No matter which winter holiday you celebrate, the first hint of The Season appeared around Halloween and by Thanksgiving we were being reminded constantly that it’s time to shop. “Black Friday” sales morphed into “Black November” sales. And “Christmas Countdowns” are everywhere encouraging us to buy today because some other bargain will take its place tomorrow.
As we’re bombarded with pressure to spend money, our gift-giving lists seem to get longer every year. Immediate family, extended family, friends, neighbors, coworkers, kids’ teachers, service providers, church gift collection, preschool gift collection, office gift collection… It’s overwhelming, not to mention expensive, and every year we say the next will be different.
There are no easy answers, but there are lots of creative ways to handle gift-giving without breaking the bank. And although some ideas may not work for you, they may get you thinking.
Set A Budget.
Decide how much you can comfortably spend. Divide that amount by the number of people you plan to give to. Tweak the numbers until they feel appropriate. You might want to reduce the amount spent on certain people or groups in order to spend a little more on your spouse and children.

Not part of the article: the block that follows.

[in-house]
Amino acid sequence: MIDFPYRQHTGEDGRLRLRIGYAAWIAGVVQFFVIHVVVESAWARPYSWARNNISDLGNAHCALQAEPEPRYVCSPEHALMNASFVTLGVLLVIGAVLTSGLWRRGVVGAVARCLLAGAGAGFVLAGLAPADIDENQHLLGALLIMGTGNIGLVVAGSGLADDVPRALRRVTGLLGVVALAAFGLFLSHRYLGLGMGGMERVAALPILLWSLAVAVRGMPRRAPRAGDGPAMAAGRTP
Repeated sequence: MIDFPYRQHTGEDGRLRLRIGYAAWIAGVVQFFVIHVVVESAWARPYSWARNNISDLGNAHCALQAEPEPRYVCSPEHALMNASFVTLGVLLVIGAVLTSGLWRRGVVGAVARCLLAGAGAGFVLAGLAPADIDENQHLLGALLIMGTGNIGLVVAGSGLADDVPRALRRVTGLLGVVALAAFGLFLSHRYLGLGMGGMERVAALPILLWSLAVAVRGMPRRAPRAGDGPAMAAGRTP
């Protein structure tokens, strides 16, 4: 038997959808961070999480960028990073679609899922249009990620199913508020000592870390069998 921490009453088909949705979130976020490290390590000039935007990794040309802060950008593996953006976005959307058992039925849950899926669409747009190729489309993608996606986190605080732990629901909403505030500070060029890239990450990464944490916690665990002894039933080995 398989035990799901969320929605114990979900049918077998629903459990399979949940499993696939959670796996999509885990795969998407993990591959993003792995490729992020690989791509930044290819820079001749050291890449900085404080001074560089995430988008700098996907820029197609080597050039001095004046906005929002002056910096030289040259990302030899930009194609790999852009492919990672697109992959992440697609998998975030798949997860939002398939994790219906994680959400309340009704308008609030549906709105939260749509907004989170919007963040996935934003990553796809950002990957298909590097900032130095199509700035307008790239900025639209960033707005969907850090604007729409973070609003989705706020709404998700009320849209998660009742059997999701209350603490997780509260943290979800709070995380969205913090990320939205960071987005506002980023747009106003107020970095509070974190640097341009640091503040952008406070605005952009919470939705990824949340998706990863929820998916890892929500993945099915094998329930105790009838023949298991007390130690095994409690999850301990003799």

Narrow Your List.
There will always be that group of special people you give gifts to, no matter what. But what about the rest of the list? For a large extended family, can you draw names or give only to children and grandparents? Can you give “family” gifts instead of individual gifts? Are there adult children in the family who have “aged out” of the gift-giving, but whom you can remember with a nice card instead? Think long and hard about those gifts you give out of guilt or obligation. Perhaps an ornament or cookie exchange will do just fine.
Don’t want to sort through photos? Have your little one draw a picture for Grandma and Grandpa. Add a handwritten message and the date and put that special drawing under glass in the same frame you would buy for a photograph.